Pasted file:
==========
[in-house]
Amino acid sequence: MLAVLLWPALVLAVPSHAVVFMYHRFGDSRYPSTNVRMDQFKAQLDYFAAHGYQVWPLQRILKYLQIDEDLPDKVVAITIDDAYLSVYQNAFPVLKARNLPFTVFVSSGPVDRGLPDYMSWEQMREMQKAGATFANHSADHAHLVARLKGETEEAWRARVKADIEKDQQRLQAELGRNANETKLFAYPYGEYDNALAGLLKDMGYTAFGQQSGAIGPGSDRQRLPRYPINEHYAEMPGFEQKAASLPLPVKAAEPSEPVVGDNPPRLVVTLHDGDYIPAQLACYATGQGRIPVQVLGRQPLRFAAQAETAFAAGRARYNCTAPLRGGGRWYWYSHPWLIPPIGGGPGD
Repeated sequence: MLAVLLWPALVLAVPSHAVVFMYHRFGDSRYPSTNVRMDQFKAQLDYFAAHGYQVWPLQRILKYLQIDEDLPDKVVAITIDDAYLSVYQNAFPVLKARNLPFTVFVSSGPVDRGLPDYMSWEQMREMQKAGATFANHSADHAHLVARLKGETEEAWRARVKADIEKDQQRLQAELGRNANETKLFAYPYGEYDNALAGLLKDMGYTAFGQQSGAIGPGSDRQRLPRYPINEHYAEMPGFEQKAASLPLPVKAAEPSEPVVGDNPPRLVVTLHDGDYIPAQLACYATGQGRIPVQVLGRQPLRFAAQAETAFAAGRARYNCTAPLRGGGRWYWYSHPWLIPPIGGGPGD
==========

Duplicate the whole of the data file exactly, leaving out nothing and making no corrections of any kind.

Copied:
[in-house]
Amino acid sequence: MLAVLLWPALVLAVPSHAVVFMYHRFGDSRYPSTNVRMDQFKAQLDYFAAHGYQVWPLQRILKYLQIDEDLPDKVVAITIDDAYLSVYQNAFPVLKARNLPFTVFVSSGPVDRGLPDYMSWEQMREMQKAGATFANHSADHAHLVARLKGETEEAWRARVKADIEKDQQRLQAELGRNANETKLFAYPYGEYDNALAGLLKDMGYTAFGQQSGAIGPGSDRQRLPRYPINEHYAEMPGFEQKAASLPLPVKAAEPSEPVVGDNPPRLVVTLHDGDYIPAQLACYATGQGRIPVQVLGRQPLRFAAQAETAFAAGRARYNCTAPLRGGGRWYWYSHPWLIPPIGGGPGD
Repeated sequence: MLAVLLWPALVLAVPSHAVVFMYHRFGDSRYPSTNVRMDQFKAQLDYFAAHGYQVWPLQRILKYLQIDEDLPDKVVAITIDDAYLSVYQNAFPVLKARNLPFTVFVSSGPVDRGLPDYMSWEQMREMQKAGATFANHSADHAHLVARLKGETEEAWRARVKADIEKDQQRLQAELGRNANETKLFAYPYGEYDNALAGLLKDMGYTAFGQQSGAIGPGSDRQRLPRYPINEHYAEMPGFEQKAASLPLPVKAAEPSEPVVGDNPPRLVVTLHDGDYIPAQLACYATGQGRIPVQVLGRQPLRFAAQAETAFAAGRARYNCTAPLRGGGRWYWYSHPWLIPPIGGGPGD